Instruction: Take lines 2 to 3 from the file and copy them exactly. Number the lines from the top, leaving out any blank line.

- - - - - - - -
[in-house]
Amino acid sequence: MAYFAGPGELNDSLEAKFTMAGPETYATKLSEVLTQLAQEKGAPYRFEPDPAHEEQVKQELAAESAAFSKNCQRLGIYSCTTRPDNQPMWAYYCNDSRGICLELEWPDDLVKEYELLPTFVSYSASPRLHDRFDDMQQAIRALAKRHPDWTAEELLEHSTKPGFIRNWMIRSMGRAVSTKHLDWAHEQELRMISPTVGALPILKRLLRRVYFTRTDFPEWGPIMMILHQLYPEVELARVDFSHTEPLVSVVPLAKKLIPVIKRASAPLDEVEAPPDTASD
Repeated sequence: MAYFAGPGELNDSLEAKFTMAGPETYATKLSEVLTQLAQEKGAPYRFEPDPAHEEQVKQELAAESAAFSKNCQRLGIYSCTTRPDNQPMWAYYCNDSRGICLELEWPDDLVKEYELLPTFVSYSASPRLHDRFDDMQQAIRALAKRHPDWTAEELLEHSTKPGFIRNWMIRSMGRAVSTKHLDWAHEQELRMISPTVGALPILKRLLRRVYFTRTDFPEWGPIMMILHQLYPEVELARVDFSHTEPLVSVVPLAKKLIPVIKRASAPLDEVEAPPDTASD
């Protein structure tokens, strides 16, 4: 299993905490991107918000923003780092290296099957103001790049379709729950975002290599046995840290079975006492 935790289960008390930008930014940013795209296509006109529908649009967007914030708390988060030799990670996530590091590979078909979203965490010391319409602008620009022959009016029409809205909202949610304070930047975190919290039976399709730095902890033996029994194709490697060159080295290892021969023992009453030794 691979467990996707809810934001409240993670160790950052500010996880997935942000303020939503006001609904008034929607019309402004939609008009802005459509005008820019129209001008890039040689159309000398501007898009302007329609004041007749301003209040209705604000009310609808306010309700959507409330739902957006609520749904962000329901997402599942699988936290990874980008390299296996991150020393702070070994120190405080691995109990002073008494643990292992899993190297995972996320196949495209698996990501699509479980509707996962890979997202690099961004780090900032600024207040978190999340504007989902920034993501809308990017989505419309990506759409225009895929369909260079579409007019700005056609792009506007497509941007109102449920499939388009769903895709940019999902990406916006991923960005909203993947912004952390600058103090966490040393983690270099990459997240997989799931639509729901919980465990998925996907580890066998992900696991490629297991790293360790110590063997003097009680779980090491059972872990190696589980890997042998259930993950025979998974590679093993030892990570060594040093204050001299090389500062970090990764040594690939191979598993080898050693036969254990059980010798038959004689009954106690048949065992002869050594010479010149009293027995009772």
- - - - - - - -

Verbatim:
Amino acid sequence: MAYFAGPGELNDSLEAKFTMAGPETYATKLSEVLTQLAQEKGAPYRFEPDPAHEEQVKQELAAESAAFSKNCQRLGIYSCTTRPDNQPMWAYYCNDSRGICLELEWPDDLVKEYELLPTFVSYSASPRLHDRFDDMQQAIRALAKRHPDWTAEELLEHSTKPGFIRNWMIRSMGRAVSTKHLDWAHEQELRMISPTVGALPILKRLLRRVYFTRTDFPEWGPIMMILHQLYPEVELARVDFSHTEPLVSVVPLAKKLIPVIKRASAPLDEVEAPPDTASD
Repeated sequence: MAYFAGPGELNDSLEAKFTMAGPETYATKLSEVLTQLAQEKGAPYRFEPDPAHEEQVKQELAAESAAFSKNCQRLGIYSCTTRPDNQPMWAYYCNDSRGICLELEWPDDLVKEYELLPTFVSYSASPRLHDRFDDMQQAIRALAKRHPDWTAEELLEHSTKPGFIRNWMIRSMGRAVSTKHLDWAHEQELRMISPTVGALPILKRLLRRVYFTRTDFPEWGPIMMILHQLYPEVELARVDFSHTEPLVSVVPLAKKLIPVIKRASAPLDEVEAPPDTASD